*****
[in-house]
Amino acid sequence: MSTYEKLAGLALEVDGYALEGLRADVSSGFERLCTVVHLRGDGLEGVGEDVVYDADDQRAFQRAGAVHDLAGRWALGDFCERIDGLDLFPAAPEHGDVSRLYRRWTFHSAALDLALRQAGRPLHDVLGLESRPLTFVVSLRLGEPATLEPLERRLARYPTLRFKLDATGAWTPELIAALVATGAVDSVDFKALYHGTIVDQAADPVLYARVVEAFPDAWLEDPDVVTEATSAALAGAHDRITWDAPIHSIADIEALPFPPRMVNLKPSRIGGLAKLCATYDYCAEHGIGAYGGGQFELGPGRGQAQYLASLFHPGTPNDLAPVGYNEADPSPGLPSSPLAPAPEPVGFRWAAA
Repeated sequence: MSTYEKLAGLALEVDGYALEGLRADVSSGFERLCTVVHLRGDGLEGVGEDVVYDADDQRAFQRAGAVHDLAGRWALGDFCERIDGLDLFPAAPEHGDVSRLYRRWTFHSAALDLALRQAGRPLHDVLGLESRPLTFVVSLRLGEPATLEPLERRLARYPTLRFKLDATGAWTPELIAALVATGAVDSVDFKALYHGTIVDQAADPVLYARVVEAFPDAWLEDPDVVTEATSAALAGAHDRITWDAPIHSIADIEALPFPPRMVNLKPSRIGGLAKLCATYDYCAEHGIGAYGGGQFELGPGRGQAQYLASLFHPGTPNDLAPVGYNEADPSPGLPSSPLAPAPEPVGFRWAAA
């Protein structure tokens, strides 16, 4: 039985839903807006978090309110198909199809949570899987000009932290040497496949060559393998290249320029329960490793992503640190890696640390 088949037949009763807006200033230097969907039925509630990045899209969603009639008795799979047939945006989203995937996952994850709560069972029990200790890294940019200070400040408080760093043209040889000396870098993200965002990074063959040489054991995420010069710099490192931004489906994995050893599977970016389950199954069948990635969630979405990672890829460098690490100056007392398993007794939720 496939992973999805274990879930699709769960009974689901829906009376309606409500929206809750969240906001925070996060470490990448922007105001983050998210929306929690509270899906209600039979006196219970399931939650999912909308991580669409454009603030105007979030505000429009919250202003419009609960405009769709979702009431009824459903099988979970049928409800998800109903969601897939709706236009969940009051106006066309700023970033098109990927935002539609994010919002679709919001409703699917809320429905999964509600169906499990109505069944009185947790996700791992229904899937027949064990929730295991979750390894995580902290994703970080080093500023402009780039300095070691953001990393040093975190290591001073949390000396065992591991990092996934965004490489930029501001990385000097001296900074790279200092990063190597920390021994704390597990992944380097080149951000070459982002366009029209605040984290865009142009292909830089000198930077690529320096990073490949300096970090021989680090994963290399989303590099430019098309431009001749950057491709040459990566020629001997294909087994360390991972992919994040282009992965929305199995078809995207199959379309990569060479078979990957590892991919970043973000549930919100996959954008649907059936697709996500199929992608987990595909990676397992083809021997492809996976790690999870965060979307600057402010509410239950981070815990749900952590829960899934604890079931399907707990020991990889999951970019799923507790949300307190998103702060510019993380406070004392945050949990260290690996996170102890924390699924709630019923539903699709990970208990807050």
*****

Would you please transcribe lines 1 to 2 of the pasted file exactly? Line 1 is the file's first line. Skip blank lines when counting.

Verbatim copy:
[in-house]
Amino acid sequence: MSTYEKLAGLALEVDGYALEGLRADVSSGFERLCTVVHLRGDGLEGVGEDVVYDADDQRAFQRAGAVHDLAGRWALGDFCERIDGLDLFPAAPEHGDVSRLYRRWTFHSAALDLALRQAGRPLHDVLGLESRPLTFVVSLRLGEPATLEPLERRLARYPTLRFKLDATGAWTPELIAALVATGAVDSVDFKALYHGTIVDQAADPVLYARVVEAFPDAWLEDPDVVTEATSAALAGAHDRITWDAPIHSIADIEALPFPPRMVNLKPSRIGGLAKLCATYDYCAEHGIGAYGGGQFELGPGRGQAQYLASLFHPGTPNDLAPVGYNEADPSPGLPSSPLAPAPEPVGFRWAAA